The primary efficacy endpoint of the clinical trial should evaluate the effect of the antimicrobial drug on clinically important patient symptoms and functioning. A parent- or caregiver-reported outcome instrument can be used as a primary efficacy endpoint if it is well-defined and reliable.  It may be helpful to evaluate symptom improvement based on measurements at time points early in therapy, which may have greater sensitivity to treatment differences of an antibacterial drug. However, the amount of improvement determined to be clinically meaningful (and, therefore, appropriate for regulatory decisions) should be determined during clinical development and discussed with the FDA before trial initiation.
 
A primary efficacy endpoint can be a binary response of clinical success or failure where response criteria are prespecified and are based upon measurements obtained using well-defined and reliable outcome assessment tools. The primary efficacy endpoint can be evaluated as the time to clinical success or evaluated at a fixed time point (e.g., a fixed time point early in the course of therapy). 
 
  • Clinical success.  Clinical success can be documented when a patient exhibits improvement (or resolution) of disease-specific symptoms and observable signs present at enrollment (e.g., head rolling, ear tugging, ear rubbing), and the absence of new symptoms or observable signs attributable to ABOM.
 
 
-        Development of complications of ABOM such as mastoiditis
 
-        Lack of improvement or worsening of disease-specific clinically meaningful symptoms or observable signs
 
-        The development of new symptoms or signs attributable to ABOM
 
-        Treatment with rescue nontrial antibacterial drugs for ABOM
 
-        Treatment with nontrial antibacterial drug for another infectious disease, and the antibacterial drug has activity in the treatment of ABOM
 
Patients designated as clinical failures at an early time point should also be designated as clinical failures for all subsequent follow-up visits.
 
9.         Trial Procedures and Timing of Assessments
 
a.         Entry visit
 
At entry, the investigator should evaluate the patient by performing an appropriate history and physical examination, as follows:
 
 
-        Date of visit
 
-        Age, sex, and weight
 
-        Underlying medical conditions, if any
 
-        Current medications, if any
 
-        History of allergies or allergic symptoms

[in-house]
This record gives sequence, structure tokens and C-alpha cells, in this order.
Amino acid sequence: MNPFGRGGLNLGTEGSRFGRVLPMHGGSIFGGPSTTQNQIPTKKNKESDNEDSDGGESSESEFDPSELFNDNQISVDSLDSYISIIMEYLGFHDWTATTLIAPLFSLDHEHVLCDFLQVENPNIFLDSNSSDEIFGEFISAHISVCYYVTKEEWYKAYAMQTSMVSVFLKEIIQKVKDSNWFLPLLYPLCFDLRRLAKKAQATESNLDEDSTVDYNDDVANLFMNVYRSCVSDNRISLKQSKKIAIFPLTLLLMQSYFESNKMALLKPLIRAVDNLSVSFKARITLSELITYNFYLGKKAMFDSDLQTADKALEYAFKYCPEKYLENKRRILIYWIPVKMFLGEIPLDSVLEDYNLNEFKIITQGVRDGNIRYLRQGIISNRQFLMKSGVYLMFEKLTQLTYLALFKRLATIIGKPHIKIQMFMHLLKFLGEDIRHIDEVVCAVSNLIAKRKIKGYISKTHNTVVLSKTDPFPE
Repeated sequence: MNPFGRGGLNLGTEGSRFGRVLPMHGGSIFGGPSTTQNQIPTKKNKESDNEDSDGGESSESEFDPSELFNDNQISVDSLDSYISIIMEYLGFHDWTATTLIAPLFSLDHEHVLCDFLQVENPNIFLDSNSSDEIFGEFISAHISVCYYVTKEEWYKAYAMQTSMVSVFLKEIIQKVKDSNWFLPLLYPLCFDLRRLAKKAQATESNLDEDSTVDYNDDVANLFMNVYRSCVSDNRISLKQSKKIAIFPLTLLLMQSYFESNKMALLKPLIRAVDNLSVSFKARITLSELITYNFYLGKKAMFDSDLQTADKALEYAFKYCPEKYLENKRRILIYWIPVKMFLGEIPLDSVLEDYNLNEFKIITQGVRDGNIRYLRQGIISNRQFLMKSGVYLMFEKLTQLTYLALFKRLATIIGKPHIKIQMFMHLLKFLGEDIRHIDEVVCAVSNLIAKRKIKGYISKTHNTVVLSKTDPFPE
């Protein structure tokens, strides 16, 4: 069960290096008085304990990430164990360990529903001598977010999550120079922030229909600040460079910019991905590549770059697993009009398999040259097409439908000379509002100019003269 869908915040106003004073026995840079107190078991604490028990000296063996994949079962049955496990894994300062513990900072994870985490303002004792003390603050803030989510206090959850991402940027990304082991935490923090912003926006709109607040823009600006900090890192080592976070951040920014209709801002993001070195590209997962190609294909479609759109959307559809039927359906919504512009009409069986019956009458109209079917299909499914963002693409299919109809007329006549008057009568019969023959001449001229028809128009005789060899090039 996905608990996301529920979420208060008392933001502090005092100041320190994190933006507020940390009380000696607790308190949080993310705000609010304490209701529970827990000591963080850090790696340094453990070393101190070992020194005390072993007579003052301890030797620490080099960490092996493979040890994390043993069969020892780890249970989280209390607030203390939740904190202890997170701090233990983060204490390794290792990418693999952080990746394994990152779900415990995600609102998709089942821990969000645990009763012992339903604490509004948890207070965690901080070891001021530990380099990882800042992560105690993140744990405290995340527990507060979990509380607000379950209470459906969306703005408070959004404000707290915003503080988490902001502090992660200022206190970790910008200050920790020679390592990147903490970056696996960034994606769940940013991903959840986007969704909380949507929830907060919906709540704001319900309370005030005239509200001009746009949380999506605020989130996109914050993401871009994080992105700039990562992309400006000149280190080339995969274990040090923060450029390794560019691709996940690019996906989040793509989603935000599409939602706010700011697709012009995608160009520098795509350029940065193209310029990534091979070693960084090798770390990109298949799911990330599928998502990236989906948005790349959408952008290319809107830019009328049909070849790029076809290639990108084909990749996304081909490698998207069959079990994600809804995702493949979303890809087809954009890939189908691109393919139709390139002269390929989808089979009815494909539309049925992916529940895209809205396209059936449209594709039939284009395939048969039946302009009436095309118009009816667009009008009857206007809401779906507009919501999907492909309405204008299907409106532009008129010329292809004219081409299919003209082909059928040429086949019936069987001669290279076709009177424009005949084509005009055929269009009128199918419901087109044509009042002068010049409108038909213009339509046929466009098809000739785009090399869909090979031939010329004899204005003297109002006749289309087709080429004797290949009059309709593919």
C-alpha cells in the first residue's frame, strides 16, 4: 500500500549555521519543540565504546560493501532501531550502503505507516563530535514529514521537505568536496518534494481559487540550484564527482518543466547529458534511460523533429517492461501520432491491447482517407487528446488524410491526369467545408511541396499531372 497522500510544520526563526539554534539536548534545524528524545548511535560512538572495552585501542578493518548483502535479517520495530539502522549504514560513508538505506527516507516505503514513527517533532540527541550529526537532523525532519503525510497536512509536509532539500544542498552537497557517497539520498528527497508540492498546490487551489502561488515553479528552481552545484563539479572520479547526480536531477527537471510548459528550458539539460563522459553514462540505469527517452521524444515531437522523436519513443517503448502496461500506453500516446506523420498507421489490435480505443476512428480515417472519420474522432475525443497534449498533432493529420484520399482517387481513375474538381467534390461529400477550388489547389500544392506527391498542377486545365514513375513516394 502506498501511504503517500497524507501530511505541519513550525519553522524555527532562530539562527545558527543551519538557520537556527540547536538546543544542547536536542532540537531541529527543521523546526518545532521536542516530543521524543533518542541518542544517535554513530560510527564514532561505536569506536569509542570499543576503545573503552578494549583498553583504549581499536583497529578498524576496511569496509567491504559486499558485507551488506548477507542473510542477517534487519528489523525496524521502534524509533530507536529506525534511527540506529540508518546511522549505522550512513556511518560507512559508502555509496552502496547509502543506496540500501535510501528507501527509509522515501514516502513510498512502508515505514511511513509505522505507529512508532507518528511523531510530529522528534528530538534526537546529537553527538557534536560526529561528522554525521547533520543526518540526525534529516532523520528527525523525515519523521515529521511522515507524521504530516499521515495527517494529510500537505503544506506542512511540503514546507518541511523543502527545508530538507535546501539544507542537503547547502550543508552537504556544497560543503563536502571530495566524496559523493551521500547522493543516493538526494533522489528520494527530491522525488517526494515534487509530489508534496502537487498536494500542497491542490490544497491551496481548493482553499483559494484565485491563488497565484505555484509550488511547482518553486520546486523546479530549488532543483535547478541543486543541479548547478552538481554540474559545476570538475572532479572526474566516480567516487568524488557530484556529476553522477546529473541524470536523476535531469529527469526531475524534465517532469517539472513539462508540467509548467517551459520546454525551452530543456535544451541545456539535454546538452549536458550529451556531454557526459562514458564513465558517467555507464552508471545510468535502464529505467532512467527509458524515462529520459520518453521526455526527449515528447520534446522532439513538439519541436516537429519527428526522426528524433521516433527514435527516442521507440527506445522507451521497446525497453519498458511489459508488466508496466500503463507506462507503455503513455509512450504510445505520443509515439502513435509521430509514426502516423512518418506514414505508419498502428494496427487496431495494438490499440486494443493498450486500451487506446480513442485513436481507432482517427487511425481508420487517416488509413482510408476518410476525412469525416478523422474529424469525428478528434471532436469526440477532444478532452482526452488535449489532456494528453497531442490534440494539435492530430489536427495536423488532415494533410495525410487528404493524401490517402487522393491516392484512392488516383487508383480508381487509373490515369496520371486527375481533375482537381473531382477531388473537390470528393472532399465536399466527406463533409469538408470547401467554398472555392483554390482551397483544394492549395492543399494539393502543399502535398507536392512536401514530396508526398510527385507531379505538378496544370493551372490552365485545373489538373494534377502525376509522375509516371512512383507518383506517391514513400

-        Social environment (e.g., day care attendance), including smoke exposure
 
-        Number of distinct and well-documented episodes of AOM/ABOM in the previous 12 months and how this information is obtained (i.e., chart review or recall of caregiver); dates, treatment regimens, and outcomes should be recorded 
 
·         Symptoms and observable signs
 
The presence of each symptom should be documented directly as reported by the patient using a PRO assessment. If patients cannot report for themselves, symptom assessment is not possible. A caregiver can provide information about observable signs that may indirectly assess symptoms using a caregiver-reported outcome assessment.
 
 
-        Vital signs, including body temperature measurement.
 
-        Presence of unilateral or bilateral disease. 
 
-        Otoscopic findings for each ear, including position of tympanic membranes, color, and mobility on pneumatic otoscopy. The absence of tympanic membrane perforation for each ear should be documented.
 
-        Tympanometry and/or electroacoustic reflectometry for each affected ear.
 
-        Other laboratory tests as appropriate (e.g., peripheral WBC count).
 
For trials where microbiological information is being obtained by baseline tympanocentesis, the middle ear fluid should be sent for culture and in vitro susceptibility testing of any bacteria isolated. All isolates considered to be possible pathogens should be saved in the event that additional testing of the isolate is needed. For microbiological assessment, the investigator should collect the following information:
 
  • Identification of the affected ear sampled (i.e., right or left).
 
  • A description of how the sample was obtained, processed, and transported to the laboratory.
 
  • Identification of the bacterial isolate.
 
  • In vitro susceptibility testing of the isolates to both the investigational and control drugs.  This information should remain blinded while the patient is receiving investigational drug.  In vitro susceptibility testing should be performed by using standardized methods.[14]
 
The investigator should remain blinded to the bacterial isolate and in vitro drug susceptibility testing unless the patient meets the criteria for clinical failure, at which time the results of the bacterial isolate and in vitro susceptibility testing should be made immediately available to the treating clinician.
 
b.         On-therapy visits